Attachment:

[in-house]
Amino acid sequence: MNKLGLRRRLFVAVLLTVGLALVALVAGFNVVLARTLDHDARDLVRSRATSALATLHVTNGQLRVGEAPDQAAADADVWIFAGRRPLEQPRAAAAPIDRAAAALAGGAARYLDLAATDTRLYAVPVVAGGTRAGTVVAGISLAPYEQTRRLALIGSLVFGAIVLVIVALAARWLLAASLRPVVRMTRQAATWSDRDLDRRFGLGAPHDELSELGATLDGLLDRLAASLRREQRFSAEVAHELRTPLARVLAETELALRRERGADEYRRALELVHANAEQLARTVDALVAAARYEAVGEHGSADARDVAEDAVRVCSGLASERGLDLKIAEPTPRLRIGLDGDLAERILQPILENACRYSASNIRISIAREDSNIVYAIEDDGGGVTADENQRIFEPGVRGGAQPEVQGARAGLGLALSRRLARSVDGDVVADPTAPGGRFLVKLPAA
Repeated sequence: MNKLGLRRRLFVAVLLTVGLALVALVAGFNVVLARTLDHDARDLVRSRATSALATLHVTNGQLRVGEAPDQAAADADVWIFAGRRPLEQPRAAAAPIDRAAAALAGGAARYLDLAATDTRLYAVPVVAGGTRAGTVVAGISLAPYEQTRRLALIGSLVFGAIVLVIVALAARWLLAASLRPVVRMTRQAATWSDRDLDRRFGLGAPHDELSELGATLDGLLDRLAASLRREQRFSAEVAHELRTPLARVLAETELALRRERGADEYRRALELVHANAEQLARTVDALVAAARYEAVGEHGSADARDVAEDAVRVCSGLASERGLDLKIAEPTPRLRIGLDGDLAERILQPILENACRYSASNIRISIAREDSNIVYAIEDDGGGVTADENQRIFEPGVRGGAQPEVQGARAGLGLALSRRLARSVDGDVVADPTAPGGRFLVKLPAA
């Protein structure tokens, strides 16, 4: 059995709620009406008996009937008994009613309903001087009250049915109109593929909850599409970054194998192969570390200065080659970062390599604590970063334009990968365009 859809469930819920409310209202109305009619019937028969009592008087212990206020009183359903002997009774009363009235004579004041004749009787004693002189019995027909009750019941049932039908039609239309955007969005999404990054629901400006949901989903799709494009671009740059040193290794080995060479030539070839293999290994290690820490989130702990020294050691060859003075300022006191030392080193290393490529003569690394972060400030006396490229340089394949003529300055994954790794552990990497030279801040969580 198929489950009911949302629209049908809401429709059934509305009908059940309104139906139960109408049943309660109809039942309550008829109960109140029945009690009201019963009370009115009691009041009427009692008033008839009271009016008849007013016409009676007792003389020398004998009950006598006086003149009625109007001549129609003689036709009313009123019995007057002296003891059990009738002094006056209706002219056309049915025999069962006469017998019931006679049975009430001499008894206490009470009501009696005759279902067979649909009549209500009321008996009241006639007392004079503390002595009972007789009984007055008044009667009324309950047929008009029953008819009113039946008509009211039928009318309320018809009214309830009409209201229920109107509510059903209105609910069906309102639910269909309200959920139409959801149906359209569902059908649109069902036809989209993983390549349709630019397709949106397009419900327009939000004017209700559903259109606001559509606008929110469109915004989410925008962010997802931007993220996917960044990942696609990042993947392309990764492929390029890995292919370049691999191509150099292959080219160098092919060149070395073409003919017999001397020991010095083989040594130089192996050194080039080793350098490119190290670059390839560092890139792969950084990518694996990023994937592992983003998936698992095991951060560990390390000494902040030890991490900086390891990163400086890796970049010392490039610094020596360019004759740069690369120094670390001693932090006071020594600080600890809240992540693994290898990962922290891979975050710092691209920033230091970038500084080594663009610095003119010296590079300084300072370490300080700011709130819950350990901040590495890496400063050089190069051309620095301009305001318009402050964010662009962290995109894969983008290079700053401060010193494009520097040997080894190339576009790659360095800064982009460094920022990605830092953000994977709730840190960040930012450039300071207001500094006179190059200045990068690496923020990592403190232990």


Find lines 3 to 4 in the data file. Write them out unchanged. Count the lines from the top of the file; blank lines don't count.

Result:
Repeated sequence: MNKLGLRRRLFVAVLLTVGLALVALVAGFNVVLARTLDHDARDLVRSRATSALATLHVTNGQLRVGEAPDQAAADADVWIFAGRRPLEQPRAAAAPIDRAAAALAGGAARYLDLAATDTRLYAVPVVAGGTRAGTVVAGISLAPYEQTRRLALIGSLVFGAIVLVIVALAARWLLAASLRPVVRMTRQAATWSDRDLDRRFGLGAPHDELSELGATLDGLLDRLAASLRREQRFSAEVAHELRTPLARVLAETELALRRERGADEYRRALELVHANAEQLARTVDALVAAARYEAVGEHGSADARDVAEDAVRVCSGLASERGLDLKIAEPTPRLRIGLDGDLAERILQPILENACRYSASNIRISIAREDSNIVYAIEDDGGGVTADENQRIFEPGVRGGAQPEVQGARAGLGLALSRRLARSVDGDVVADPTAPGGRFLVKLPAA
């Protein structure tokens, strides 16, 4: 059995709620009406008996009937008994009613309903001087009250049915109109593929909850599409970054194998192969570390200065080659970062390599604590970063334009990968365009 859809469930819920409310209202109305009619019937028969009592008087212990206020009183359903002997009774009363009235004579004041004749009787004693002189019995027909009750019941049932039908039609239309955007969005999404990054629901400006949901989903799709494009671009740059040193290794080995060479030539070839293999290994290690820490989130702990020294050691060859003075300022006191030392080193290393490529003569690394972060400030006396490229340089394949003529300055994954790794552990990497030279801040969580 198929489950009911949302629209049908809401429709059934509305009908059940309104139906139960109408049943309660109809039942309550008829109960109140029945009690009201019963009370009115009691009041009427009692008033008839009271009016008849007013016409009676007792003389020398004998009950006598006086003149009625109007001549129609003689036709009313009123019995007057002296003891059990009738002094006056209706002219056309049915025999069962006469017998019931006679049975009430001499008894206490009470009501009696005759279902067979649909009549209500009321008996009241006639007392004079503390002595009972007789009984007055008044009667009324309950047929008009029953008819009113039946008509009211039928009318309320018809009214309830009409209201229920109107509510059903209105609910069906309102639910269909309200959920139409959801149906359209569902059908649109069902036809989209993983390549349709630019397709949106397009419900327009939000004017209700559903259109606001559509606008929110469109915004989410925008962010997802931007993220996917960044990942696609990042993947392309990764492929390029890995292919370049691999191509150099292959080219160098092919060149070395073409003919017999001397020991010095083989040594130089192996050194080039080793350098490119190290670059390839560092890139792969950084990518694996990023994937592992983003998936698992095991951060560990390390000494902040030890991490900086390891990163400086890796970049010392490039610094020596360019004759740069690369120094670390001693932090006071020594600080600890809240992540693994290898990962922290891979975050710092691209920033230091970038500084080594663009610095003119010296590079300084300072370490300080700011709130819950350990901040590495890496400063050089190069051309620095301009305001318009402050964010662009962290995109894969983008290079700053401060010193494009520097040997080894190339576009790659360095800064982009460094920022990605830092953000994977709730840190960040930012450039300071207001500094006179190059200045990068690496923020990592403190232990």